Glamorous set flock to boost fashion culture

PUBLISHED : Wednesday, 15 March, 1995, 12:00am
UPDATED : Wednesday, 15 March, 1995, 12:00am

ALL is glittering splendour at Malacanang Palace, the stately Spanish mansion that is the official home of the Philippine President, as the country's glamourati circulate around the wooden-panelled reception room air-brushing each other's cheeks and picking at a buffet table weighed down with calories.

The aristocracy (and in the Philippines the term undoubtedly defines fabulous wealth, too) is at full strength - represented by famous family names like Cojuangco, Madrigal, Zobel, Quimson, Floriendo and Panlilio.

Many of the elegantly attired women were very much at home in the palace during the heady days of Marcos.

But in these comparatively austere times at Malacanang, they are making a rare appearance underneath the exquisite chandeliers. While their patron of old, Imelda, is conspicuous by her absence.

Also among this ultra-fashionable throng is Bonnie Gokson (with current beau Robert Kantor dutifully in attendance) making a statement of her own in a fetching number that looked like a Joyce version of the wide-sleeved Filipino terno.

There is a common thread that binds the female elite among the 500 guests who have gathered at the invitation of President Fidel Ramos and First Lady Amelita Ramos - they have all been dressed on important occasions like their weddings by Filipino couturier Jose 'Pitoy' Moreno who has been tagged 'The tsar of Asian fashion'.

The occasion was to launch a coffee table book titled Philippine Fashion which has been authored by the designer.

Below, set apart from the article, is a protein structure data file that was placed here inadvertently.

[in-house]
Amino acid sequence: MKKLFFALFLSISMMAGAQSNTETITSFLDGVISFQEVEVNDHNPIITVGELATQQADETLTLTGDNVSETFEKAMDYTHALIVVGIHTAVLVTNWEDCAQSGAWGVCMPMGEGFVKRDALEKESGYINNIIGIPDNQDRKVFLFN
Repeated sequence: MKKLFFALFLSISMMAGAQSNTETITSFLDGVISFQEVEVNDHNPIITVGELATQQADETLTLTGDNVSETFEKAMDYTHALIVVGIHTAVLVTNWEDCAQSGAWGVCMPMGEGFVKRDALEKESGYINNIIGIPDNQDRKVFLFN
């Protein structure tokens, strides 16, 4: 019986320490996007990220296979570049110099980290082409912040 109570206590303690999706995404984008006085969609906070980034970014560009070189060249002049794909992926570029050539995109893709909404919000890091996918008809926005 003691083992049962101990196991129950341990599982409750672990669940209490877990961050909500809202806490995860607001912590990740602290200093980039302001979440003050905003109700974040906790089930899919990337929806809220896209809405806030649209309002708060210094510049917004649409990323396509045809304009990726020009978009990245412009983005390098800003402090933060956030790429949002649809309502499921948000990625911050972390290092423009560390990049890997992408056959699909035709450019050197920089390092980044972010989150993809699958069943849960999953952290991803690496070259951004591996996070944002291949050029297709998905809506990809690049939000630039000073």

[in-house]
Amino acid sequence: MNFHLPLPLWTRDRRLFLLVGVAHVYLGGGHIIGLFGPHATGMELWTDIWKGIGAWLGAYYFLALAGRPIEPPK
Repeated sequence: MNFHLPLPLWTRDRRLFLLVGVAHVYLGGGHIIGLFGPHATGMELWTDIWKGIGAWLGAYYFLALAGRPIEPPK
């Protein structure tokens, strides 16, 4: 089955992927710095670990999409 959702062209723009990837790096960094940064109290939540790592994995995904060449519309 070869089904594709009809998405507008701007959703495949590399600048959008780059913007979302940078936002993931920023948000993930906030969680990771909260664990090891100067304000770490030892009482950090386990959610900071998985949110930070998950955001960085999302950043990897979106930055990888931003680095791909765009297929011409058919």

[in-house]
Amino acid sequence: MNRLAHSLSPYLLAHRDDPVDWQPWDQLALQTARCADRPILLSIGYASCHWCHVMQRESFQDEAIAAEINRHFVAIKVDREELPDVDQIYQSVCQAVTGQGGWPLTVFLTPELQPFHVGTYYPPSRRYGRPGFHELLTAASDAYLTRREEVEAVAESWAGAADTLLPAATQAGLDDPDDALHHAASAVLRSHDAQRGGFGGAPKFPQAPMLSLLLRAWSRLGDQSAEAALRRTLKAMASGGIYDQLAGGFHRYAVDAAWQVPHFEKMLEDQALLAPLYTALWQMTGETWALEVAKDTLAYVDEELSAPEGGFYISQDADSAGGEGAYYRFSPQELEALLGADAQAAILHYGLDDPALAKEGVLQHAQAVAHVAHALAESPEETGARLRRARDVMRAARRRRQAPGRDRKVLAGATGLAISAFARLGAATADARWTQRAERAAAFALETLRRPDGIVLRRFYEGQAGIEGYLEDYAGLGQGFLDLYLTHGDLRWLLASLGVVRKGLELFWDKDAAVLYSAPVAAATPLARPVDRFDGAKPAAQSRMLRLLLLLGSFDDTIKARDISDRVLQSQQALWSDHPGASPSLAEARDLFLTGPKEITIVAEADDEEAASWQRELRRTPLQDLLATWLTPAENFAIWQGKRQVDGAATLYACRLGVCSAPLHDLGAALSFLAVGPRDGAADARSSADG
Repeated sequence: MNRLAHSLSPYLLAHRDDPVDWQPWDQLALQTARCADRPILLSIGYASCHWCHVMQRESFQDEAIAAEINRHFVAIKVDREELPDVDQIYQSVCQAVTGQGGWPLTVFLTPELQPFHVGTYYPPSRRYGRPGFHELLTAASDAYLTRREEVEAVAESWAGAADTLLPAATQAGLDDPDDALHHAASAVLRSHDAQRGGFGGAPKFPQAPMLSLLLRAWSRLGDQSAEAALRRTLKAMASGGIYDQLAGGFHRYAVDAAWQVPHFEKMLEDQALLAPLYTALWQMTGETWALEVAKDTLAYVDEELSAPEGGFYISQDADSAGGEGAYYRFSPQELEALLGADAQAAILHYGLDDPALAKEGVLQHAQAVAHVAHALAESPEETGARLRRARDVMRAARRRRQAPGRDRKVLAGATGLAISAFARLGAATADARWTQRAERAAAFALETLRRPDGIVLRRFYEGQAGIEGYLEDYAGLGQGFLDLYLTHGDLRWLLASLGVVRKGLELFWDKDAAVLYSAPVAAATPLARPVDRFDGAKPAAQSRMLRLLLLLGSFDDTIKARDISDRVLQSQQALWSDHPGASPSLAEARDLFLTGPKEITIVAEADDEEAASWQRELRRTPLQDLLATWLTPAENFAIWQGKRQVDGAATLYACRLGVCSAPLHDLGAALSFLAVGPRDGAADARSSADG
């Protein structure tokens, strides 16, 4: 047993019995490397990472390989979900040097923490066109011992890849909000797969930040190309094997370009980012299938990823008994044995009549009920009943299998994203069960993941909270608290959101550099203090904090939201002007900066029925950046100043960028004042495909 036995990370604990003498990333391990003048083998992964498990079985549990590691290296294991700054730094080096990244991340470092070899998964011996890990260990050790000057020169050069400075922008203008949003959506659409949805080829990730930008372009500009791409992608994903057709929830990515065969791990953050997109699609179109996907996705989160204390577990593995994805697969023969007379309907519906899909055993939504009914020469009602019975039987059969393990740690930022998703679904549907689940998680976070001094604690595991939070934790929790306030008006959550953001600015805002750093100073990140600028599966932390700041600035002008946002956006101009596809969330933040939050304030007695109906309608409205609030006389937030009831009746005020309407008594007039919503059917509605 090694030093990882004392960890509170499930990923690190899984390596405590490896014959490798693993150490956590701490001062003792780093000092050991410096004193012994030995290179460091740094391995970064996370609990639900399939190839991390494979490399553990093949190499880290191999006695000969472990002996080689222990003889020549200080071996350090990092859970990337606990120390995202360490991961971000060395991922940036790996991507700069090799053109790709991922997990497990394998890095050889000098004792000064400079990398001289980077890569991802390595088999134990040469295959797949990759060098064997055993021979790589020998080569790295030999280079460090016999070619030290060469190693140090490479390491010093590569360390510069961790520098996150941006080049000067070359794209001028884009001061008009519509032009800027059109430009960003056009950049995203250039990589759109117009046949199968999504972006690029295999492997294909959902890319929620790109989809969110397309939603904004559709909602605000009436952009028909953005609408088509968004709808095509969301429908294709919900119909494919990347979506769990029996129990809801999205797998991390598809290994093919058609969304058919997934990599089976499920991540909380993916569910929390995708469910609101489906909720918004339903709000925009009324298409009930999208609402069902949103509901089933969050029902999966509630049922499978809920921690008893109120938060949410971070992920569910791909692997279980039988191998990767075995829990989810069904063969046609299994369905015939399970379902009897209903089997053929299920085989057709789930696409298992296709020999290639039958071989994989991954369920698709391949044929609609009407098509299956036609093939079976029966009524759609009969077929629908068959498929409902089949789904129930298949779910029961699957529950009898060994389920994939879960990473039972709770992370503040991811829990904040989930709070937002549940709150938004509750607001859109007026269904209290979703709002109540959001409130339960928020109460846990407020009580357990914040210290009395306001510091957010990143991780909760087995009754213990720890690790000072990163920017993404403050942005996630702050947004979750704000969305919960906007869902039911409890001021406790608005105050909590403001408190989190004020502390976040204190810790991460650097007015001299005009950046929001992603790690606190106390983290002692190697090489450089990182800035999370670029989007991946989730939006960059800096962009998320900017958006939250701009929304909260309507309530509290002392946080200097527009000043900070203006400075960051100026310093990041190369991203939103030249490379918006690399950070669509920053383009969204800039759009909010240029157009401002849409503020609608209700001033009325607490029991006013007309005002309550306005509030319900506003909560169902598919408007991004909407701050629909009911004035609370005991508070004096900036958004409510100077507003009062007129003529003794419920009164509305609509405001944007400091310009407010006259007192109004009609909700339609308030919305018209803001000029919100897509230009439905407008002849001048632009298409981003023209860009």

Explained Moreno: 'This book has been one of my dreams for almost 30 years. As a Filipino designer, I have always wanted to put together a historical account of how our people have dressed themselves.

'So through the years I have been collecting old pictures and even costumes worn by our ethnic tribes.

'Sadly, some of the tribes have already diminished so we have had to work from pictures. But the problem with that is that nobody has ever kept a proper and official pictorial record of our ethnic past, and that's such a shame.

'But it was always in my mind that I would do it sooner or later. But it is so bloody hard doing the research.' As the pre-eminent designer in the Philippines, Moreno has dressed all the first ladies from the presidency of Macapagal in the early 60s to that of Ramos. In between, he also provided gowns for President Cory Aquino.

But it was in the two-decade reign of Imelda Marcos that Moreno reached his zenith, being sent as a cultural ambassador all over the world with his collection under her patronage.

Every head of state visiting Manila was treated to a Moreno fashion show.

And soon the likes of Thailand's Queen Sirikit, Nancy Reagan, Princess Margaret, Queen Sophia of Spain and Cristina Ford had Moreno creations in their wardrobes.

But Moreno, who defines Filipino fashion as possessing 'brilliance of colour' claims he has never deserted his roots.

'Even though I have shown my collections from Tokyo to Paris and London to New York and the haute couture clothes were what any women in the world could wear, the Filipino influence has always shone through,' he said. 'I have always been and will always remain essentially a Filipino designer.' Moreno's hope is that his book will not only sit in the drawing rooms of the rich and famous but will be circulated widely in libraries and museums, but most importantly in schools.

Said he: 'I hope that, through fashion, young Filipinos will get to know a little bit of their culture and their history.'